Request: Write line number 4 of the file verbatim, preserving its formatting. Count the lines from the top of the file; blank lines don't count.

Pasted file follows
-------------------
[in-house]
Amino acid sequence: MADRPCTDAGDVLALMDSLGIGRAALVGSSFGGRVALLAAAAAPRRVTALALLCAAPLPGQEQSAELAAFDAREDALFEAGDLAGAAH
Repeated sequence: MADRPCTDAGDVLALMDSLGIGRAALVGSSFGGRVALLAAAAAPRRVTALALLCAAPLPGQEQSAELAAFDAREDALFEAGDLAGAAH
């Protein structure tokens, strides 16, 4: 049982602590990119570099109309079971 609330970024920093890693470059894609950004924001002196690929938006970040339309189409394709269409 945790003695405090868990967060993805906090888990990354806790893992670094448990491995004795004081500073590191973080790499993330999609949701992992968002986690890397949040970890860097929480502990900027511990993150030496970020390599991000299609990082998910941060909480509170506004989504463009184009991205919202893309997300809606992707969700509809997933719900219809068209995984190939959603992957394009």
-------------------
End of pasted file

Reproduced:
């Protein structure tokens, strides 16, 4: 049982602590990119570099109309079971 609330970024920093890693470059894609950004924001002196690929938006970040339309189409394709269409 945790003695405090868990967060993805906090888990990354806790893992670094448990491995004795004081500073590191973080790499993330999609949701992992968002986690890397949040970890860097929480502990900027511990993150030496970020390599991000299609990082998910941060909480509170506004989504463009184009991205919202893309997300809606992707969700509809997933719900219809068209995984190939959603992957394009």